1 Timothy
by Francis Foulkes ©


'First of all, then, I urge that supplications, prayers, intercessions, and thanksgivings be made for all men, for kings and all who are in high positions, that we may live a quiet and peaceable life, godly and respectful in every way. This is good, and it is acceptable in the sight of God our Saviour, who desires all men to be saved and to come to the knowledge of the truth' (2:1-4)

'I urge', the apostle begins, using a word that gives strong encouragement and emphasis to his instructions. 'First of all' - pray. Before preaching, before organizing any part of the work of the church - pray. Prayer comes first in order of importance. The little word 'then' connects these verses with the previous verse. In effect Paul is saying, 'Remember the dangers and difficulties of the Christian calling, and also the responsibilities you have, and so pray.'

a. Pray for all

No one is beyond the reach of prayer. In fact, there are many whom we can help in no other way. There are those who are far away from us, those who are unwilling to be helped, and those whose position and work is far above our humble place in life. We can pray for all, and it is our duty to pray for people without thought of the human divisions of tribe and nation, class and race. The four different words describing prayer in these verses suggest different aspects of prayer. 'Supplication' usually means particular, definite requests. 'Prayers' is the general word for praying. 'Inter-cession' means approaching God on behalf of someone else - it is the word used of a person approaching a kin j or a ruler with a petition. The fourth word 'thanksgiving' reminds us, as Paul often does by example and instruction, that we should make a habit of giving thanks, not only at meal times. We should not be asking God for things all the time, but praising Him for who He is and what He has given us.

b. Pray for rulers

We may be very ordinary people, and may not even have seen those who rule our land. But we can pray for them. They have great responsibilities, making decisions that affect the lives of many. Their decisions may lead a nation to war or keep it in peace, bring it to poverty or to wealth, bring it under good influences or bad. We have duties to our country, to vote, to pay taxes, to be loyal citizens; but the greatest thing we can do for our country is to pray. Proverbs 21:1 says: 'The king's heart is a stream of water in the hand of the Lord; he turns it wherever he will,' We can move men by prayer alone.

c. The reasons for prayer

Why should we pray for rulers? Because when by the help of God, they govern well, it is to His glory; and, moreover, His people can serve Him in peace and freedom. This is not a selfish reason for prayer. Our great ambition should be to live 'godly and respectful in every way' as verse a puts it. This means that God is first in our lives, and we never treat lightly the things of God or the standards of God. We should 1 pray for the right conditions of peace and freedom so that we and all Christian people can live in that way. Why should we pray for all people? Verse 4 has the answer to this question. No one is beyond the reach of prayer because no one is beyond the reach of God's love. His desire is that all should be saved and come to know Him with that knowledge which is life eternal (John 14:6; 17:3). Scripture often speaks of God's universal love and His desire that none should perish (see Isaiah 55:1, 7; Ezekiel 18:23, 32; 33:11; John 3:16; and 2 Peter 3:9), This does not mean that all will be saved, whatever they do. It is tragically true that although salvation is offered to all, now, as in the days of Christ Himself; people can reject the offer (see John 5:40; 8:24; Acts 13:46 and Hebrews 2:1-4). But there is no one whom God does not desire to save. So we should pray for all - all with whom we live and work, all whom we know are in need, all who have great responsibilities or great ( temptations - all, even those who seem to be our enemies.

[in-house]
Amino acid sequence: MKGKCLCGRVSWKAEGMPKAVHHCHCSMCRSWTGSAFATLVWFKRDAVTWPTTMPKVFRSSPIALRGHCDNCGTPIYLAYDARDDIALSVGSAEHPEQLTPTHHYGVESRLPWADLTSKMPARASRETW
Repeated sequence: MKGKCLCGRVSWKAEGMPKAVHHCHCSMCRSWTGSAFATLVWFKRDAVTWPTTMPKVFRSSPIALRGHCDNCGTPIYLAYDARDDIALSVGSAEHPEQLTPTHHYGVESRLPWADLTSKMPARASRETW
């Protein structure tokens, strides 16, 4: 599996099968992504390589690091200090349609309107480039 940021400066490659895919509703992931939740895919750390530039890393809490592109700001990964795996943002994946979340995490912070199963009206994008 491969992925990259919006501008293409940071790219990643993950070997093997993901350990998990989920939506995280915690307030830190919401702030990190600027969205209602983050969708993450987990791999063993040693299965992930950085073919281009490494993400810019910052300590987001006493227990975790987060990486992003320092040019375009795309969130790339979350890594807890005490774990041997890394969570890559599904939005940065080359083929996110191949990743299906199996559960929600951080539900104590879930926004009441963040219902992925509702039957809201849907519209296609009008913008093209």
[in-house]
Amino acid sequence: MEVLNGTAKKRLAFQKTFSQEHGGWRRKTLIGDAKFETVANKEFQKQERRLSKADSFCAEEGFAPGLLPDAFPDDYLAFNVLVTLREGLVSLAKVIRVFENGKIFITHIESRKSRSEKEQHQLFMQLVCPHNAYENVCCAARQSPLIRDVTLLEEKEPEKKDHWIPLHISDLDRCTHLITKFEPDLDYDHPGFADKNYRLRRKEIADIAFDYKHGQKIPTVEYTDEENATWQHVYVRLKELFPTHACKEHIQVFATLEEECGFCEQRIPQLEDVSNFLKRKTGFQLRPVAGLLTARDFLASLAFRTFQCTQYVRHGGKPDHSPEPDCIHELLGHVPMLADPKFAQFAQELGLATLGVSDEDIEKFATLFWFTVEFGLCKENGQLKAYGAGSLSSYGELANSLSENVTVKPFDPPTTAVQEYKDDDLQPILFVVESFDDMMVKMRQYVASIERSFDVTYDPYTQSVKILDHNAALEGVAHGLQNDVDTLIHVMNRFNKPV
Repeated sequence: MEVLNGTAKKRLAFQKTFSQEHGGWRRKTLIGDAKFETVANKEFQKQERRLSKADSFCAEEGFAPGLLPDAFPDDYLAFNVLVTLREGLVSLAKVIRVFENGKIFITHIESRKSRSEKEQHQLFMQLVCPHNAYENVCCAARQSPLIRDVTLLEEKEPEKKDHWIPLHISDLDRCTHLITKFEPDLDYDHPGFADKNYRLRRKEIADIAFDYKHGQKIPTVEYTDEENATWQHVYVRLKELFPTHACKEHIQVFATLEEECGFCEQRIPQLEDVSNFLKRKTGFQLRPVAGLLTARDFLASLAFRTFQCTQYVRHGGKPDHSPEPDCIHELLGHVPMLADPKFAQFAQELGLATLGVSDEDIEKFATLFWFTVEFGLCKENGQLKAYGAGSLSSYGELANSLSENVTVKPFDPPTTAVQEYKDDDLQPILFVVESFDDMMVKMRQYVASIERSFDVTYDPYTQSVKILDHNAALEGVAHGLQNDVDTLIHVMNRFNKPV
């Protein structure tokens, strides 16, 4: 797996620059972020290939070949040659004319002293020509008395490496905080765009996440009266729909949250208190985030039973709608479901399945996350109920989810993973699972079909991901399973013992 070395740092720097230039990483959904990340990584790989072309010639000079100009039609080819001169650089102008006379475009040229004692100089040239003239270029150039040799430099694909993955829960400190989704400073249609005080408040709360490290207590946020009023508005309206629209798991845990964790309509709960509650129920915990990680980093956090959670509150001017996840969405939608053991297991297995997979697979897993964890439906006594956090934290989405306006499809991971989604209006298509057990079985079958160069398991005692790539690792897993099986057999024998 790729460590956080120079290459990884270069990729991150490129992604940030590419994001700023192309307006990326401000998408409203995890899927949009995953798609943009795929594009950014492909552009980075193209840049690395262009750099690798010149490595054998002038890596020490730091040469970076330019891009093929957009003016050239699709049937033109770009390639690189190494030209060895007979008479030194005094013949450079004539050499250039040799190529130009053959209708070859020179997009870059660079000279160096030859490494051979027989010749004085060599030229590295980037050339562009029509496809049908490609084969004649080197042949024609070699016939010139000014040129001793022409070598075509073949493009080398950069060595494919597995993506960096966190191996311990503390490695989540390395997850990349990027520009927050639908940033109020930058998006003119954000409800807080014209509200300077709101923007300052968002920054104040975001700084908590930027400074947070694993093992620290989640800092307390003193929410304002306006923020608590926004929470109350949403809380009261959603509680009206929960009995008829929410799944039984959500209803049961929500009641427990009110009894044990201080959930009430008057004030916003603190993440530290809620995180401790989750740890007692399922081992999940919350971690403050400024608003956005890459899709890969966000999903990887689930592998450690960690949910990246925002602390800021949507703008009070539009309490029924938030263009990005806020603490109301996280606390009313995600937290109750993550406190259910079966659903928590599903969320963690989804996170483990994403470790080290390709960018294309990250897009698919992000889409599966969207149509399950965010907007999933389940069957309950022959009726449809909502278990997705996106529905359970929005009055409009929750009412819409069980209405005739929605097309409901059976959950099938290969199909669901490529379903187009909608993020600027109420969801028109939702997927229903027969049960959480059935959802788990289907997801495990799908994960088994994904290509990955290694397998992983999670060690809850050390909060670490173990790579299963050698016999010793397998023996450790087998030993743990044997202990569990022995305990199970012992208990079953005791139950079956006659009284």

Lord, teach us to pray. Help us to be faithful in prayer, whatever else we can do or cannot do. We pray especially for those who rule the nations of the world, that in our land and in every land there may be good government, peace, and freedom to serve Thee. May Thy gospel be preached freely, may many believe and come to live godly lives to Thy honour and glory, through Jesus Christ our Saviour. AMEN.

Further Study. 1. Study other places in the Bible which show the right attitude of Christians to their rulers - e.g. Jeremiah 29:7; Romans 13:1-7; Titus 3:1 and 1 Peter 2:13-17.

2. Make a list of places in the New Testament where thanksgiving is linked with prayer. See especially the beginning of each of Paul's epistles, and also Ephesians 5:20 and Philippians 4:6.